Once in a while, you see a cartoon that goes beyond funny. It speaks to the depths of one's soul. It happened a few years ago with a drawing in The New Yorker by Charles Barsotti.
With face frozen in a catatonic rictus, a man stares in disbelief at a heap of paperclips on the floor while holding a small box he has opened upside-down. Caption: "Breaking Point." Another cartoon that uncannily mirrors my world appears in the current issue of the same journal. By the excellent Roz Chast, a Rembrandt of middle-class angst, it consists of three separate drawings. Top left is an anxious, elderly woman. Bottom right is an evil-looking TV emitting ominous fizzing noises. In the middle, there is a large remote control with buttons variously marked "Lose sound", "Lose picture", "Never saw this one before", "No clue", "Utter mystery" and "TV explodes". The caption reads: "How Grandma sees the remote".
I am Grandma. Or, rather, we are. Mrs W is even worse at using the remote control than I am. You can tell our intimate grasp of the workings of this device by the nickname we have given it: "The whizzy thing". Of course, we do use it, but only certain parts. Much remains a no-go area. The consequences of accidentally pressing the baffling buttons – why the hell does one have a little heart on it? – are variable. Sometimes nothing happens, though there remains the strong likelihood that you've only stored up trouble for yourself. Sometimes you have to live with a superimposed green arrow or an even larger, unfathomable visual intrusion for weeks afterwards. We respond to the occasional TV injunction "Now press the red button" with fear and loathing.
The ability to master technology declines with age. I was a whiz with the Dansette but find myself clueless with our CD player. Doubtless, it is the youth of the designers that results in gadgetry being loaded with superfluous features. As a result, all these little grey gadgets look pretty much the same – yes, I have been known to point the telephone at the screen in an attempt to get David Attenborough – and are equally perplexing. The symbols that occasionally appear on our wireless telephone are as impenetrable as Chinese calligraphy. Why an envelope, a spanner or a little wrapped-up present? They can't be for when we want to ring up Rymans, Kwik-Fit or Liberty, can they?
Even though I happen to come from the corner of West Yorkshire that gave birth to Luddism, I am not entirely averse to technology. As recently as 18 months ago, I acquired my first mobile phone. I've used it maybe three times. At present it's lost, something that never happened to the old flex-tethered model. For the life of me, I cannot see the great advantage of carrying a mobile when we have – or had – a perfectly good nationwide network of phone boxes. I mean, do we carry round an espresso machine because we occasionally want a cappuccino? Moreover, anyone over a certain age – maybe 35 – looks more than a little absurd when talking on a mobile.
Texting is even more idiotic over a certain age, say 17. No, I've never done it. Y4? This irritating hi-tech fidget – the telecom equivalent of crochet – achieves annoying apogee with the Blackberry. In many ways, this gizmo is a needless miniaturisation of a technology that reached perfection in the Olivetti Portable typewriter. Just because technology keeps advancing – or, rather, getting more complicated – it doesn't mean we have to use it. I know from a friend who interviewed Keith Richards that the great axeman's preferred mode of communication is the fax machine. Technology reached a certain stage that suited him, after which he wisely lost interest. The opinionated Stone is dismissive of both computers (he once said they were fine for secretaries) and the internet: "I'm not interested in what some other arsehole at the other end of the world thinks about this or that." I don't go quite that far. I found that quote from Mr Richards on the internet, but computers are not always the massive advance that we assume. My Apple Powerbook has been on the blink since I dropped the Oxford Companion to Food (892pp) on it. The Olivetti Portable would have shrugged it off.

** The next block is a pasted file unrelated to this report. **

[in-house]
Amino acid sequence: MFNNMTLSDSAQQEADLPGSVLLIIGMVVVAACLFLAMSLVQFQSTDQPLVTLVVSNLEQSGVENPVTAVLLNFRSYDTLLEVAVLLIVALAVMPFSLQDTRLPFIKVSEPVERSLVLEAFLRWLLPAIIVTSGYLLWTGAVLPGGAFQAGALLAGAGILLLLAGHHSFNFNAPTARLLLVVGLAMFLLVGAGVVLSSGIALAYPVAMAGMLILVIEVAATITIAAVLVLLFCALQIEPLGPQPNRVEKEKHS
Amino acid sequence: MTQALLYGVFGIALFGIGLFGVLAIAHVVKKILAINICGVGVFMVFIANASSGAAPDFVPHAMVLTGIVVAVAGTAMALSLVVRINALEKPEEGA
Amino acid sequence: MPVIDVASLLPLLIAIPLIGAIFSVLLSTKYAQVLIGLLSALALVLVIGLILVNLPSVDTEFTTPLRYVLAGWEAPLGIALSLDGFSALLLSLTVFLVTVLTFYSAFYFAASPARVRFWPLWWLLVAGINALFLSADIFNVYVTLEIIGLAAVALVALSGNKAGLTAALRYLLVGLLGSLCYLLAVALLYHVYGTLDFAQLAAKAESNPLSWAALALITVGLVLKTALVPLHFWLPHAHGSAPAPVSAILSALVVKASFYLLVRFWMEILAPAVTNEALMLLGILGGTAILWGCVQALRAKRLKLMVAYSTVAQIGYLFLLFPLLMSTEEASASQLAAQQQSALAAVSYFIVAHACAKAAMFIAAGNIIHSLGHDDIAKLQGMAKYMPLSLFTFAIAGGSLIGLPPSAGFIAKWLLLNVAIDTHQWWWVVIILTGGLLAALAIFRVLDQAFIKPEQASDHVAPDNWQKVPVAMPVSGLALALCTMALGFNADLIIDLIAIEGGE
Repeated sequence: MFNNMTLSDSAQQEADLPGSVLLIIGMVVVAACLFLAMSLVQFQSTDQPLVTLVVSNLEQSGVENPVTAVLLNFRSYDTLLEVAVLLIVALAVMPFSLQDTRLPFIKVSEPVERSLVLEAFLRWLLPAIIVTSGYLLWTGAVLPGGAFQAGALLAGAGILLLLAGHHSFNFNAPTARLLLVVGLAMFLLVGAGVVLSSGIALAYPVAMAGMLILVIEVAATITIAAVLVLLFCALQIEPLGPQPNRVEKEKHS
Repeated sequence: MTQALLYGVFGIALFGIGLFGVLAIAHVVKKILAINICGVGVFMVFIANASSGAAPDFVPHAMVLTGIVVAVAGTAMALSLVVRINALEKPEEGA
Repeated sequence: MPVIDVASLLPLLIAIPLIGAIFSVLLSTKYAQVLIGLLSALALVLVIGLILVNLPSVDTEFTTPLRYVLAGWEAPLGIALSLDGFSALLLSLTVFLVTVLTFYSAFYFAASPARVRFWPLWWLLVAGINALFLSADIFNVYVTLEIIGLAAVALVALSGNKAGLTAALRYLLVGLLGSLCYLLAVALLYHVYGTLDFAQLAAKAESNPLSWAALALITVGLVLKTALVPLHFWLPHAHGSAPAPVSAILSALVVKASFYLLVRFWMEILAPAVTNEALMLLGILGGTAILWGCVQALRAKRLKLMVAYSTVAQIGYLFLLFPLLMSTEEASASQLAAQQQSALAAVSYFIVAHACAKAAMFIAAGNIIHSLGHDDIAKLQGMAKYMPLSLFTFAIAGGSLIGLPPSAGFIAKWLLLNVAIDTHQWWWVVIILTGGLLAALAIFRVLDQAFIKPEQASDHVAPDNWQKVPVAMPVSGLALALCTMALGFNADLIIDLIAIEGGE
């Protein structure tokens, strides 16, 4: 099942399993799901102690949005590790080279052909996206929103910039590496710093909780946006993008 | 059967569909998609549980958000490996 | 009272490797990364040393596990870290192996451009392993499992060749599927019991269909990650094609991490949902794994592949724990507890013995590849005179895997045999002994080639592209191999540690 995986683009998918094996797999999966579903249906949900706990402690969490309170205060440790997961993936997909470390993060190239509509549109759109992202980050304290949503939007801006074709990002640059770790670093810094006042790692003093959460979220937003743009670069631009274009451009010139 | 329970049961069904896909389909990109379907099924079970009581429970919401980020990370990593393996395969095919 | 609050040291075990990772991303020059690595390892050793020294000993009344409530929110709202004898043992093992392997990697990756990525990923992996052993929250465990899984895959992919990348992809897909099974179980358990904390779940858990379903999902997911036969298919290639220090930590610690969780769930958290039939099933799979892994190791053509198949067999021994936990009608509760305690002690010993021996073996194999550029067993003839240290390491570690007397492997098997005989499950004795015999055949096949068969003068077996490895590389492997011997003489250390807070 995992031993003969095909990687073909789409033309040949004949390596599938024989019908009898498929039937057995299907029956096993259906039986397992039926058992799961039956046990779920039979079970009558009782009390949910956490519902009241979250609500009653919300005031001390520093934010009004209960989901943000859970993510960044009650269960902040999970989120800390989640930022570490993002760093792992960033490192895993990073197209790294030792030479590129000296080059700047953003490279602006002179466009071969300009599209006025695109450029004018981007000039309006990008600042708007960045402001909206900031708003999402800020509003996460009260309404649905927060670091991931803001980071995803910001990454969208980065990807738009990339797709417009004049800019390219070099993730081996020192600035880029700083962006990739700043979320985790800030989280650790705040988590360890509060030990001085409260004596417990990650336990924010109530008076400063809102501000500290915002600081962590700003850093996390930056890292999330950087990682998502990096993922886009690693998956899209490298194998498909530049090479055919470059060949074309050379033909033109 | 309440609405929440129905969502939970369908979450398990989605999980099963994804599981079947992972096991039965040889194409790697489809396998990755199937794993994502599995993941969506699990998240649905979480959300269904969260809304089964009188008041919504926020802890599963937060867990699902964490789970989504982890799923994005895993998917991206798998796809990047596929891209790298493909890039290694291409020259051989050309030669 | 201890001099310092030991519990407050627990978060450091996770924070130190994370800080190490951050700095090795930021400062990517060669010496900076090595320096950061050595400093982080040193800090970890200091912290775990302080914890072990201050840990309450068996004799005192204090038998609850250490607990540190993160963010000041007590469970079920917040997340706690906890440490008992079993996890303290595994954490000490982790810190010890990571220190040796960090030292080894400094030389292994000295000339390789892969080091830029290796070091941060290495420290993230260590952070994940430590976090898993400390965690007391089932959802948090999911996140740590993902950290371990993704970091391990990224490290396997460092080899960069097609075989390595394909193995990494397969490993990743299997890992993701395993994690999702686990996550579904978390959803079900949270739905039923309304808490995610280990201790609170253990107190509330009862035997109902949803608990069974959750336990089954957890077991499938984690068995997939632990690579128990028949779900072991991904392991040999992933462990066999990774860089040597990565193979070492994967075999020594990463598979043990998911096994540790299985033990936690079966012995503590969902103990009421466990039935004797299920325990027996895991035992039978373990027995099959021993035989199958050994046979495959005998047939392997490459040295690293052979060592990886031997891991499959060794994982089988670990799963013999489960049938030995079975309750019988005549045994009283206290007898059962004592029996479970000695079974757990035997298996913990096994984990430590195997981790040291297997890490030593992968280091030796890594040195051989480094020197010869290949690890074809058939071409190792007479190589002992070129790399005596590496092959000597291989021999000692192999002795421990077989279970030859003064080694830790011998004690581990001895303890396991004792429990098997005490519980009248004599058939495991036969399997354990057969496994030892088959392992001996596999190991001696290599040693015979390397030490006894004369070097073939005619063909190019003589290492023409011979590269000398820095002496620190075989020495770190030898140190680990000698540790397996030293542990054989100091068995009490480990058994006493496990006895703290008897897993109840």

Possibly because Leap Year is regarded as a time of ill-luck – you are doubtless aware of the Scottish proverb "A Leap Year is never a good sheep year" – there are very few celebratory comestibles associated with 29 February, which falls this coming Friday. In fact, the only one I know comes from the world of cocktails, a milieu that rarely passes up the opportunity for inventing a snifter. Created by the legendary barman Harry Craddock for a celebration at the Savoy Hotel on 29 February 1928, the Leap Year consists of (per person): 40ml gin; 10ml Grand Marnier; 10ml sweet vermouth; 5ml lemon juice. Shake with ice and serve in a cocktail glass with a twist of lemon peel.
This potent concoction should be handled with caution. According to the Savoy Cocktail Book (1930), it was "responsible for more proposals than any other cocktail that has ever been mixed". It certainly had that effect on Mrs W when, jumping the gun a bit, I tried it out on her. "Lovely orange colour. You can taste the gin in it! Whoo-hoo! Rather astounding. I propose we have another."